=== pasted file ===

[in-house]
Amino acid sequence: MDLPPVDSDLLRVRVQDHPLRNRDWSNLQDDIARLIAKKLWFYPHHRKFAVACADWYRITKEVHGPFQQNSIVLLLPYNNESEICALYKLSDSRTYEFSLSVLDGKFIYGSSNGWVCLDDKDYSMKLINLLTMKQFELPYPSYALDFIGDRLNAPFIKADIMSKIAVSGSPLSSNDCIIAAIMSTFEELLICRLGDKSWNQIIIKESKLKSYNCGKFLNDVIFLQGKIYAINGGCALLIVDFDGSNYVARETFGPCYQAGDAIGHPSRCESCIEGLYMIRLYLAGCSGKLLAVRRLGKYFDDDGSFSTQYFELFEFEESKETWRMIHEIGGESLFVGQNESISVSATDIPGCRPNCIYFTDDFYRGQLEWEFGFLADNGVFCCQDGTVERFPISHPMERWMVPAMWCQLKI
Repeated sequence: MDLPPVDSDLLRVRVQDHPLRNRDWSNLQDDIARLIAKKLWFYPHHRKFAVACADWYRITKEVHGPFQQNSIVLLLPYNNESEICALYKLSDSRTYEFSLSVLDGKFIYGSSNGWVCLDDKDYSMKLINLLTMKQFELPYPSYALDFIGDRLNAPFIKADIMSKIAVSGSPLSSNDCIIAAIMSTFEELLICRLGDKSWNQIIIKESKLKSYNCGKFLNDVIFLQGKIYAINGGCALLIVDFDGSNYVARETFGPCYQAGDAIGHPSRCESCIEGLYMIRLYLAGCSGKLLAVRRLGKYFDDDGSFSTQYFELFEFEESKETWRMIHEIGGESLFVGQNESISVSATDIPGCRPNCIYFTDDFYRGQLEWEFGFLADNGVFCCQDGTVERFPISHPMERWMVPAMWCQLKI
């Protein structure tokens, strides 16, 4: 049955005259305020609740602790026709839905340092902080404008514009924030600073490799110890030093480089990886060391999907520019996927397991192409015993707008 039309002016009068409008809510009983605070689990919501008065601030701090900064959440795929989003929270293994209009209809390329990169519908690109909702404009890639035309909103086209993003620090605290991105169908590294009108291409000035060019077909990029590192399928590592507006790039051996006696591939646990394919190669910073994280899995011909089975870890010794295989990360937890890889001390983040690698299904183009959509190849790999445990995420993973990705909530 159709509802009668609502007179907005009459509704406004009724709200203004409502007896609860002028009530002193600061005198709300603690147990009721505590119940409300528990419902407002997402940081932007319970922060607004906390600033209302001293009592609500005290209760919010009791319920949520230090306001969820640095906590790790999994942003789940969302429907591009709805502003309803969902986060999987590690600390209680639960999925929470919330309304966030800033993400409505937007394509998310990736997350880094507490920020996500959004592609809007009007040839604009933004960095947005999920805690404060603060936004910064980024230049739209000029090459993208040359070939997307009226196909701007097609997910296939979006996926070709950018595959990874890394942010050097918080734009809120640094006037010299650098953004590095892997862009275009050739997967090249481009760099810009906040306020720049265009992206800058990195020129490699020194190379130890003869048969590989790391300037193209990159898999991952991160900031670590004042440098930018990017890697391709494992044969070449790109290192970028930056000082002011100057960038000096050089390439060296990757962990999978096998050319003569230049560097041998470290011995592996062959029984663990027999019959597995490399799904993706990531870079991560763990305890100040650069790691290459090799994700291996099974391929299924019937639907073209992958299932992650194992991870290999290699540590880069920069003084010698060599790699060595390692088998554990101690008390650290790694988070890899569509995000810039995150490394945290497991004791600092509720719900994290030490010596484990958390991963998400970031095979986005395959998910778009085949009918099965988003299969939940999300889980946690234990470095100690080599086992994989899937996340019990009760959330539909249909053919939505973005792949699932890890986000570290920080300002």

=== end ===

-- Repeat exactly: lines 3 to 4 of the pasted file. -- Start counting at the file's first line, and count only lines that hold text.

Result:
Repeated sequence: MDLPPVDSDLLRVRVQDHPLRNRDWSNLQDDIARLIAKKLWFYPHHRKFAVACADWYRITKEVHGPFQQNSIVLLLPYNNESEICALYKLSDSRTYEFSLSVLDGKFIYGSSNGWVCLDDKDYSMKLINLLTMKQFELPYPSYALDFIGDRLNAPFIKADIMSKIAVSGSPLSSNDCIIAAIMSTFEELLICRLGDKSWNQIIIKESKLKSYNCGKFLNDVIFLQGKIYAINGGCALLIVDFDGSNYVARETFGPCYQAGDAIGHPSRCESCIEGLYMIRLYLAGCSGKLLAVRRLGKYFDDDGSFSTQYFELFEFEESKETWRMIHEIGGESLFVGQNESISVSATDIPGCRPNCIYFTDDFYRGQLEWEFGFLADNGVFCCQDGTVERFPISHPMERWMVPAMWCQLKI
């Protein structure tokens, strides 16, 4: 049955005259305020609740602790026709839905340092902080404008514009924030600073490799110890030093480089990886060391999907520019996927397991192409015993707008 039309002016009068409008809510009983605070689990919501008065601030701090900064959440795929989003929270293994209009209809390329990169519908690109909702404009890639035309909103086209993003620090605290991105169908590294009108291409000035060019077909990029590192399928590592507006790039051996006696591939646990394919190669910073994280899995011909089975870890010794295989990360937890890889001390983040690698299904183009959509190849790999445990995420993973990705909530 159709509802009668609502007179907005009459509704406004009724709200203004409502007896609860002028009530002193600061005198709300603690147990009721505590119940409300528990419902407002997402940081932007319970922060607004906390600033209302001293009592609500005290209760919010009791319920949520230090306001969820640095906590790790999994942003789940969302429907591009709805502003309803969902986060999987590690600390209680639960999925929470919330309304966030800033993400409505937007394509998310990736997350880094507490920020996500959004592609809007009007040839604009933004960095947005999920805690404060603060936004910064980024230049739209000029090459993208040359070939997307009226196909701007097609997910296939979006996926070709950018595959990874890394942010050097918080734009809120640094006037010299650098953004590095892997862009275009050739997967090249481009760099810009906040306020720049265009992206800058990195020129490699020194190379130890003869048969590989790391300037193209990159898999991952991160900031670590004042440098930018990017890697391709494992044969070449790109290192970028930056000082002011100057960038000096050089390439060296990757962990999978096998050319003569230049560097041998470290011995592996062959029984663990027999019959597995490399799904993706990531870079991560763990305890100040650069790691290459090799994700291996099974391929299924019937639907073209992958299932992650194992991870290999290699540590880069920069003084010698060599790699060595390692088998554990101690008390650290790694988070890899569509995000810039995150490394945290497991004791600092509720719900994290030490010596484990958390991963998400970031095979986005395959998910778009085949009918099965988003299969939940999300889980946690234990470095100690080599086992994989899937996340019990009760959330539909249909053919939505973005792949699932890890986000570290920080300002």